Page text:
Point: Krishna persuades the hesitant Arjuna to kill Karna even when he knew all the misfortunes, misunderstandings and virtues of Karna. Here, Karna is a moral person. a good person fighting for the other side. The context here is, although karna is a moral person, he is now fighting on the side of evil. He is vulnerable at this time in the battle Taking him out at this vulnerable time is like shooting him in the back. Yet Lord Krishna prompts Arjuna to take him out. Karna is in possession of a WMD that can wipe out humanity. Karna is being prompted by evil to use the ultimate WMD. Imagine an otherwise moral and good person who has access to a nuclear weapon and happens to fight for someone who is evil out of loyalty and who is prompting Karna to use the WMD to end all of humanity. In this context, Lord Krishna is prompting Arjuna to take Karna out. What about the immorality of shooting someone in the back while a good moral man Karna is vulnerable?. Good and evil is not black and white at times… Yet we have to use our mind and heart to do the right thing, after taking into account all the small sins and morality and immorality and still do the right thing. This is the sophistication of the morality in the Mahabharata.
There are various such moral dilemma that one faces during the epic story of the Mahabharata. This is a sophisticated thought process for all of us. Not some simpleton precepts like “thou shall not kill”, “thou shall not bear false witness” which is meaningless in the sophisticated moral dilemma we face every day.
The Mahabharata and the Gita are not about the virtues of violence or blood letting like the anti Hindus are telling others about Hinduism. It is a story that challenges us to exercise our own mind and to fight our own battle in our hearts and minds every day to do the “Right thing”. To Act but not to reflect on the fruit of the act.. To not act against evil while pontificating the virtues of pacifism is not only cowardice, it’s downright evil.
The longer version of Peter Brooke’s Mahabharata: Part 1
Oppenheimer Quotes out of Hinduism’s Bhagavad Gita after the first Nuclear explosion
Louis L’Amour’s “The Quick and the Dead” – Full movie available on You Tube. See the parallels of the values in this story is to the Mahabharata
The morals and virtues in the Mahabharata are the same values of the American Frontiersmen. I don’t mean the christian values of people who robbed the Natives of their land in the Americas using the term “Manifest destiny” or The church’s “Doctrine of Discovery “. I mean the values of ordinary western frontiersmen who traveled west and tried to make a home for themselves and in how they fought for the underdogs and for righteousness.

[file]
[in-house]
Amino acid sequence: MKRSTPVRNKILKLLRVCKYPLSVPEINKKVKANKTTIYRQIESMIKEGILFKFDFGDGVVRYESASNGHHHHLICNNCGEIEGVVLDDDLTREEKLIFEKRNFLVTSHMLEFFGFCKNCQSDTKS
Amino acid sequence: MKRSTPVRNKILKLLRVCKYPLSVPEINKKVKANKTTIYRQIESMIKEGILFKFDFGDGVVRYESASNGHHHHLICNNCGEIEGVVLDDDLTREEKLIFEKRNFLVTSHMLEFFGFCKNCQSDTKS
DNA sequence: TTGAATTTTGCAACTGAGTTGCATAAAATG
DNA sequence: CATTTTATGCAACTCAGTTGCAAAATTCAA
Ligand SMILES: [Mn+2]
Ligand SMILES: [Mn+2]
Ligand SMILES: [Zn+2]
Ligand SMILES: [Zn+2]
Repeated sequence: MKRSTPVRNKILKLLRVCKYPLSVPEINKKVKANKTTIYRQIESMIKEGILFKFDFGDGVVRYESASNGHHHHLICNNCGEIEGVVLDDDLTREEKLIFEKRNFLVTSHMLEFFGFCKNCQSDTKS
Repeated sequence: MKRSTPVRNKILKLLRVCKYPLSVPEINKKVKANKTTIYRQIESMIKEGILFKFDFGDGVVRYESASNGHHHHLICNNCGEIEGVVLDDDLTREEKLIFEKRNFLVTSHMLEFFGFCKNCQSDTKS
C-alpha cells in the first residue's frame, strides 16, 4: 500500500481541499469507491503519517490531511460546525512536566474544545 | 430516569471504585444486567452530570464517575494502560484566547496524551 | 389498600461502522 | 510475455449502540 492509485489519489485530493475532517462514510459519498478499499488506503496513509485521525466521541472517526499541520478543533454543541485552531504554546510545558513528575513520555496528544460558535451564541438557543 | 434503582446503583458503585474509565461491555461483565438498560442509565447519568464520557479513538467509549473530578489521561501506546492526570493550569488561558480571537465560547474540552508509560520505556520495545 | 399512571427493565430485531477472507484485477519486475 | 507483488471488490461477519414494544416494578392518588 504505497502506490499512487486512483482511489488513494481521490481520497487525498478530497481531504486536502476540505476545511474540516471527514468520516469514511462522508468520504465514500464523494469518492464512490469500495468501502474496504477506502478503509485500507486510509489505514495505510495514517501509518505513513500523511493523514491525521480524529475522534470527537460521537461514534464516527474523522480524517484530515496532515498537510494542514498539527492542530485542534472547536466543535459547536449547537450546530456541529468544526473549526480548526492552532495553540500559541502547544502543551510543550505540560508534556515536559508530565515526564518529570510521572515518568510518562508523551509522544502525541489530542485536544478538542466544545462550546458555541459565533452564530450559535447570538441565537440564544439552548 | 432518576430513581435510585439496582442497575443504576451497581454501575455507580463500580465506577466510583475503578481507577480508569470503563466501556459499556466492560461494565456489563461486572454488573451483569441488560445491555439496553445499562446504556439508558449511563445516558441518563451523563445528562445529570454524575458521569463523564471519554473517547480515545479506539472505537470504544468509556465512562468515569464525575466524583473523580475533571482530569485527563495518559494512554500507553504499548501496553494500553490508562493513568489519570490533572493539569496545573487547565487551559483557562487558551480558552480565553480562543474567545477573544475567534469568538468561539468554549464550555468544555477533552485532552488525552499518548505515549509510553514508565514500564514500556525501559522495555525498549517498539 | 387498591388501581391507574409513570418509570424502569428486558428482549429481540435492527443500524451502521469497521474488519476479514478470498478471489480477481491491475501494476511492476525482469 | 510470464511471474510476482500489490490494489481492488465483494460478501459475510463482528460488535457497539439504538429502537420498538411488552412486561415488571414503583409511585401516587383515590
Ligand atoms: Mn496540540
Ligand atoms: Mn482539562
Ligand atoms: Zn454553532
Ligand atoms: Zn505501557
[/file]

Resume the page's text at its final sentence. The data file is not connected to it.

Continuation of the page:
IF you want to understand a people, you need to understand their folklore. Folklore celebrates a peoples heroes, their values. IF anyone wants to understand the people of India (Dharmic people)_, it would help to read and understand their folklore of the Mahabharata and the Ramayana. And if anyone wants to understand the Americans, It helps to be familiar with their folklore. Louis L’Amour novels are one of the best way to become familiar with the American folklore. (There are other movies like “The wizard of Oz”, “Its a wonderful life”. I found Oz to be quite boring…but its fascinating to see why Americans at large keep this movie close their heart)
Growing up reading the Amar Chitra Comics (Folkore of Hindu people) and the Louis L’ Amour novels (American folklore), I saw the uncanny similarity of Hindus morals and values were to the American western frontiersmen values. If you really think about it, the true nature of the American to stand up to bullies and to not to succumb to cowardice is the true nature and values prescribed in the Mahabharata.
Louis L’Amour’s “The Quick and the Dead”
This is the story of a Pacifist navigating the world of outlaws and Krishna like benefactor lecturing the pacifist to stand and fight for what is right and in the process helps this pacifist grow into a real man.https://youtu.be/3o5Tn5tv_eg
“One may talk of peace only with those who are peaceful. To talk of peace with him who holds a drawn sword is foolish unless one is unarmed, then one must talk very fast, indeed.” -Kerbouchard
Book: The Walking Drum
Charlie Farnum and me we started east for the herd, riding together. When we were a few miles off we started to sing, and we sang a dozen songs before we shut up and left it to the coyotes. That Charlie Farnum had a better voice than me. For that matter, so did the coyotes.
I knew the dangers a coward can offer, for his fear will often drive him to kill more quickly than if he were a brave man. ~Mathurin Kerbouchard
Book: The Walking Drum
“Do not be afraid. A little fear can make one cautious. Too much fear can rob you of initiative. Respect fear, but use it for an incentive, do not let it bind you or tie you down.” ~Miss Nesselrode
Book: The Lonesome Gods
“What it all comes down to in the end is a matter of honor and simple decency. If a man doesn’t have that, he’s nothing, and never will be anything, no matter how many cows he owns.” ~Dal Traven
Book: The Shadow Riders
There will come a time when you believe everything is finished. Yet that will be the beginning.